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International brands are among the worst oceans polluters—and green groups under the global #breakfreefromplastic movement are holding them to account. The results from the groups’ eight-day beach cleanup, waste and brand audit on Freedom Island revealed that six international brands are responsible for 53.8% of plastic packaging pollution found in the designated ecotourism area, which has been declared as a critical habitat for migratory birds.
The recent audits conducted by Philippine member organizations of the #breakfreefromplastic movement further revealed that zero value plastic packaging used by Nestlé, Unilever, and Indonesian company PT Torabika Mayora in their various products are the top polluters in the area. Other global companies in the top ten are Procter and Gamble, Monde-Nissin, and Colgate-Palmolive. Out of the total waste collected during the eight-day cleanup, 49.33% are plastic waste. Other types of waste found are diapers and sanitary products, glass, textile, etc.
“The enormous amounts and kinds of plastic trash that we found on Freedom Island dramatically shows how the planet is drowning in single-use and throwaway plastic packaging—pushed upon us by corporations to maximize their profits,” said Von Hernandez, Global Coordinator of the Break Free from Plastic Movement. The evidence speaks for itself—it is time for these companies to own up to their responsibility in spawning the plastic pollution crisis, which is proving to be a pernicious and pervasive global problem” he added.
The #breakfreefromplastic global movement which counts 900 member organizations globally, has launched various coastal cleanup activities in different parts of the world—Europe, North America and the Arctic. In the Philippines, its member organizations started an 8-day coastal cleanup and waste and brand audit in Freedom Island (Las Pinas Paranaque Critical Habitat Ecosystem Area or LPPCHEA) off Manila Bay which culminated on September 20.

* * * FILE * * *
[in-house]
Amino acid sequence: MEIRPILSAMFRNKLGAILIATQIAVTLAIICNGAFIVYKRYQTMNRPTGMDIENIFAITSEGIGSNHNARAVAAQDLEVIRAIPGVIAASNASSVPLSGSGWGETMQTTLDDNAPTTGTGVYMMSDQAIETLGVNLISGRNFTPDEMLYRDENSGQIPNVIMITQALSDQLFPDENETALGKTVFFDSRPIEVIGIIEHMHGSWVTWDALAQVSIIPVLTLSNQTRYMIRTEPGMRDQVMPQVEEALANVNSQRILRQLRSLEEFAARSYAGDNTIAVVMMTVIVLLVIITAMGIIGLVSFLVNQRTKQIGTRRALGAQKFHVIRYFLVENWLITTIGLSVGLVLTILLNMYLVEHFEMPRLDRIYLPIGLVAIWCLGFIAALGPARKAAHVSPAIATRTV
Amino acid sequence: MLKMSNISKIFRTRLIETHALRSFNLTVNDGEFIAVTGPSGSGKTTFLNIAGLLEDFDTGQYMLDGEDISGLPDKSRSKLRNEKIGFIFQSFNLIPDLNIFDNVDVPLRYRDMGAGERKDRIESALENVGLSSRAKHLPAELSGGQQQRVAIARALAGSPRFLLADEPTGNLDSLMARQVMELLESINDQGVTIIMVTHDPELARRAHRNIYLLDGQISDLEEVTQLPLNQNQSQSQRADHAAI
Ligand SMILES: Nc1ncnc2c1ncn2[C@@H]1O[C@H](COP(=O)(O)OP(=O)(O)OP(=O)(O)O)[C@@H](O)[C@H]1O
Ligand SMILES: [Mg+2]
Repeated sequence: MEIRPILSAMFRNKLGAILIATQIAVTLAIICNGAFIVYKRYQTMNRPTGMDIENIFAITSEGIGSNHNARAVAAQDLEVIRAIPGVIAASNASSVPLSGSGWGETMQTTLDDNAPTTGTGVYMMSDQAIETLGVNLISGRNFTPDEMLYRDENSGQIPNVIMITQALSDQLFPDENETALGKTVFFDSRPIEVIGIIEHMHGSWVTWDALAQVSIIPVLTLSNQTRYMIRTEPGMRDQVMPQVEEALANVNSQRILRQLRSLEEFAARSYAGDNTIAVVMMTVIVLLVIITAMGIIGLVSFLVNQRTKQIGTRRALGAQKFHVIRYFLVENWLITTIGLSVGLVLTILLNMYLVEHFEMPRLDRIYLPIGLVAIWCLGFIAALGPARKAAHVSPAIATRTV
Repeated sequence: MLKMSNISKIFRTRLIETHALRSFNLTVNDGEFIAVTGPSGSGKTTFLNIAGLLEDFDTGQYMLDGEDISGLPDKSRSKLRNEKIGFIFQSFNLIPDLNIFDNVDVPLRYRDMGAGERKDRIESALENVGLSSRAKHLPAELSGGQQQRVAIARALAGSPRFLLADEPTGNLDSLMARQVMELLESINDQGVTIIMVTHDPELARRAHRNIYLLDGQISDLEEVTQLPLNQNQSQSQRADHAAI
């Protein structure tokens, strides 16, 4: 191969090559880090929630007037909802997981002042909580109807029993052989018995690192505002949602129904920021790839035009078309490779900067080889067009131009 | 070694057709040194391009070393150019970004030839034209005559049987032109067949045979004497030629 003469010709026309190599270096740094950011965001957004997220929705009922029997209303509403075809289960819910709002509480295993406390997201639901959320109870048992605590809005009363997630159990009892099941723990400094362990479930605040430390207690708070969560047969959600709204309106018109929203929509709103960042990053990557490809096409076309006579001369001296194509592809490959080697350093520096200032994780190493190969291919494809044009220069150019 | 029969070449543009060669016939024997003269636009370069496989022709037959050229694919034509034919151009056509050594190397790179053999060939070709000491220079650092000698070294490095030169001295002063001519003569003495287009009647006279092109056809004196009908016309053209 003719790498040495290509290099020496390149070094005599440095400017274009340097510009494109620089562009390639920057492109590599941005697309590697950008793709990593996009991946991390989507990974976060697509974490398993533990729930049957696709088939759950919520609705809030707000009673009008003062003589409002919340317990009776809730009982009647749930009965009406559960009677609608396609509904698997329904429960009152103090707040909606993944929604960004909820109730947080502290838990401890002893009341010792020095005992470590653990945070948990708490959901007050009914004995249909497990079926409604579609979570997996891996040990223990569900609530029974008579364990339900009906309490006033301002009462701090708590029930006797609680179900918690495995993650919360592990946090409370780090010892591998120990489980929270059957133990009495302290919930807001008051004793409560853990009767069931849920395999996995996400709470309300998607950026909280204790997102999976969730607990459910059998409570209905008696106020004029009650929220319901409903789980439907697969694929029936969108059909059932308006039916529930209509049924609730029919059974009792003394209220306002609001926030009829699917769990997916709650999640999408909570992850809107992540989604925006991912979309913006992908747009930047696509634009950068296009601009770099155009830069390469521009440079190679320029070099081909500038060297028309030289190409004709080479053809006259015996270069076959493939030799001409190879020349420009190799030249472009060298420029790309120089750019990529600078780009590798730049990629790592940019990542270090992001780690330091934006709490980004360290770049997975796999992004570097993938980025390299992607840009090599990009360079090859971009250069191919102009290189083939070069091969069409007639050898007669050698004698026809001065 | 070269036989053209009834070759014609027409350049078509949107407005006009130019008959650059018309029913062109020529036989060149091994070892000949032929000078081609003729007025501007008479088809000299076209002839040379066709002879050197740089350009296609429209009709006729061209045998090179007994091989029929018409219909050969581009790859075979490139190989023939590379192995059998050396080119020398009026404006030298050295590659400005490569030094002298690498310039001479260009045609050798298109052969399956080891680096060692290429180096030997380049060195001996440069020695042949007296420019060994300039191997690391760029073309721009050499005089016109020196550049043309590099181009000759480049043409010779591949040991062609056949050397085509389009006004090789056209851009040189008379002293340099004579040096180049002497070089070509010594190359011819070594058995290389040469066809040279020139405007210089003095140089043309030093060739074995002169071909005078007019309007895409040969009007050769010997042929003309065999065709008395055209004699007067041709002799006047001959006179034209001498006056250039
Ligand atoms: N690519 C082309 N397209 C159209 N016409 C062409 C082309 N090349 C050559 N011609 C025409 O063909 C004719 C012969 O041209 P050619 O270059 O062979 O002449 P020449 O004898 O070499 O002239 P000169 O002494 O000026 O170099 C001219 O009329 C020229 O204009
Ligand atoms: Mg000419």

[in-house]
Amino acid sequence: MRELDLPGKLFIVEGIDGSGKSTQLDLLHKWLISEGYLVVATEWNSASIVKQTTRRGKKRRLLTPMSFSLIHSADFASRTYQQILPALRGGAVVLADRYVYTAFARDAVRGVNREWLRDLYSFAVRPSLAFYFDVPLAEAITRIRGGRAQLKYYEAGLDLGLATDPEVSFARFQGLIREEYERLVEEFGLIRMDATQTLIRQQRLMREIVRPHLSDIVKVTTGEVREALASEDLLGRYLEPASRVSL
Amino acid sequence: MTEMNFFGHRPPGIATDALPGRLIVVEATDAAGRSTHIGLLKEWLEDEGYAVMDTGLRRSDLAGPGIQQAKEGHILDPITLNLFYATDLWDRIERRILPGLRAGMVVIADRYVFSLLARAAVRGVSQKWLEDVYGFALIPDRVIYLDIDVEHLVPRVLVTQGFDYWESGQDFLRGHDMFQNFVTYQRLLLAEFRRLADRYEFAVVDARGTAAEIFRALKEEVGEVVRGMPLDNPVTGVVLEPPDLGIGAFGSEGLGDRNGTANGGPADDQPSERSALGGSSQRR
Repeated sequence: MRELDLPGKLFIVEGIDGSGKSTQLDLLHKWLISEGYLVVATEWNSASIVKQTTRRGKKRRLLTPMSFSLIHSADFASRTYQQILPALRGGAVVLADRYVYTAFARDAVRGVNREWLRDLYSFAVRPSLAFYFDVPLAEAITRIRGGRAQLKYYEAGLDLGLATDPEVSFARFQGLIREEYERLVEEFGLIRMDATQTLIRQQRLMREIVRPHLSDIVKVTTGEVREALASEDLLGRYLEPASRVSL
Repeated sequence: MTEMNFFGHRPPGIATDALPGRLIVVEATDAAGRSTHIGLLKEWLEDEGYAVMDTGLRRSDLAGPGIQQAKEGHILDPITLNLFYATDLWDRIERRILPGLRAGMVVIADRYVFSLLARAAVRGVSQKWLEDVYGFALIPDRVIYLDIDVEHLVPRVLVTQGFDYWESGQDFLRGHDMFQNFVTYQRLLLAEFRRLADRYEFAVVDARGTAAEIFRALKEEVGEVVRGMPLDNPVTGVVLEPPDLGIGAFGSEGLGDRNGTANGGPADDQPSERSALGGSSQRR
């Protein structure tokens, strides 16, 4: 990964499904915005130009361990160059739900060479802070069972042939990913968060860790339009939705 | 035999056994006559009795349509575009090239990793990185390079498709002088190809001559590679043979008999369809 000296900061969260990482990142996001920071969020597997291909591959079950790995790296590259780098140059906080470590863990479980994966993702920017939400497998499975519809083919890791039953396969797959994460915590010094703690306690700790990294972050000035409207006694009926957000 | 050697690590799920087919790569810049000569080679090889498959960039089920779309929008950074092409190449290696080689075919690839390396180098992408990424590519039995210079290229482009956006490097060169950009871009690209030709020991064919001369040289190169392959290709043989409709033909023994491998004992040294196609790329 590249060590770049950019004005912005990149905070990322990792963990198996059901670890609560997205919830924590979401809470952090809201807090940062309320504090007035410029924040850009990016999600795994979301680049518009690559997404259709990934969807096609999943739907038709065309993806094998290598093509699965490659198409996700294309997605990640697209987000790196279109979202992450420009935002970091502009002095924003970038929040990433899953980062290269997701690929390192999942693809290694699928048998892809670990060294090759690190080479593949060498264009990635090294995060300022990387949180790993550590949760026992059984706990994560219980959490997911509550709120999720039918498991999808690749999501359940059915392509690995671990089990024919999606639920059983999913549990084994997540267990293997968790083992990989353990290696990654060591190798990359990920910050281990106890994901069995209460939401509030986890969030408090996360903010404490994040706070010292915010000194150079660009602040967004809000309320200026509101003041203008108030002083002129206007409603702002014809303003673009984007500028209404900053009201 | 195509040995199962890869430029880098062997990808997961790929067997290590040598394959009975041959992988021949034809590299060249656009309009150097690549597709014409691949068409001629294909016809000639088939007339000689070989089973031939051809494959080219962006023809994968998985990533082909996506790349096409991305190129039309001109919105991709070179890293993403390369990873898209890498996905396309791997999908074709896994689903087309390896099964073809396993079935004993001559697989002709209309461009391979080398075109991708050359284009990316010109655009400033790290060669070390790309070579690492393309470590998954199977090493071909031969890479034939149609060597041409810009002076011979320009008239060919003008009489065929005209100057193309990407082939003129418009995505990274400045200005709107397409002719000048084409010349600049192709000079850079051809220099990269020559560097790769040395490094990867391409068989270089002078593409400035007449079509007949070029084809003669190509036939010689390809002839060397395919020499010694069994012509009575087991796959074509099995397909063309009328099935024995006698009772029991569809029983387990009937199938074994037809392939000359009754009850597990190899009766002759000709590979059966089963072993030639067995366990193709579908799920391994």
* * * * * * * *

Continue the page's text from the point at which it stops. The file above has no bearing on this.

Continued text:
“When we throw something away, there is no ‘away’. These global corporations are locking us into cheap, disposable plastics, rather than innovating and finding real solutions,” said Abigail Aguilar, Campaigner for Greenpeace Southeast Asia – Philippines. “For decades, these companies have managed to evade their responsibility for this worsening problem, leaving governments and taxpayers with the burden of dealing with the polluting legacy of their product packaging.” Aguilar added.
For his part, Froilan Grate, the Executive Director of Global Alliance for Incinerator Alternatives (GAIA) Philippines pointed out that the results are consistent with the results of the waste and brand audits that they have been conducting in many other cities in the Philippines and other countries. “The companies that pollute our seas are the very same companies that have burdened communities with waste that can neither be composted nor recycled,” he said.
“Worse, some of these companies and their partners in government have been focusing on promoting wrong solutions to the waste crisis, particularly the so-called “waste-to-energy” incineration technologies. Incineration is not the solution. You can’t solve this problem by transforming it into another toxic pollution problem,” Grate explained.
GAIA and Mother Earth Foundation have been conducting waste and brand audit as part of their Zero Waste work in various cities and communities.
“To solve the problem of waste, we must turn to ecological solutions such as Zero Waste,” said Sonia Mendoza, Chairman of Mother Earth Foundation.
“In Asia, for example, cities and communities from the Philippines, China, South Korea, and India to name a few, have demonstrated that Zero Waste is a practical and viable solution to our waste problem. But in order for Zero Waste to work at a national scale, we need the government’s political will and support to have it mainstreamed and institutionalized,” Mendoza added.
Zero Waste is an ecological resource management and reduction model that involves waste segregation at source, product redesign, and systematic waste collection and management.
For Ecowaste Coalition, a critical part of the solution to stem the tide of plastic pollution in the country is the enactment of a national policy that would discourage if not eliminate the use and proliferation of single use plastics and disposables. “We must address the problem at source. Clean-ups alone will never solve the problem of plastic pollution in the oceans. The Philippine government should learn from the recent strong actions taken by the governments of Rwanda, Kenya, and France to seriously address the problem by curbing and prohibiting the use of single-use plastics and disposables,” said Aileen Lucero, National Coordinator of the Ecowaste Coalition.
Member organizations of the #breakfreefromplastic movement involved in the Freedom island cleanup include EcoWaste Coalition, Global Alliance for Incinerator Alternatives, Greenpeace, Health Care Without Harm, Mother Earth Foundation, Samahan ng mga Nananambakan sa Dumpsite Area, Samahan ng Muling Pagkabuhay Multi-Purpose Cooperative, and other groups. //ends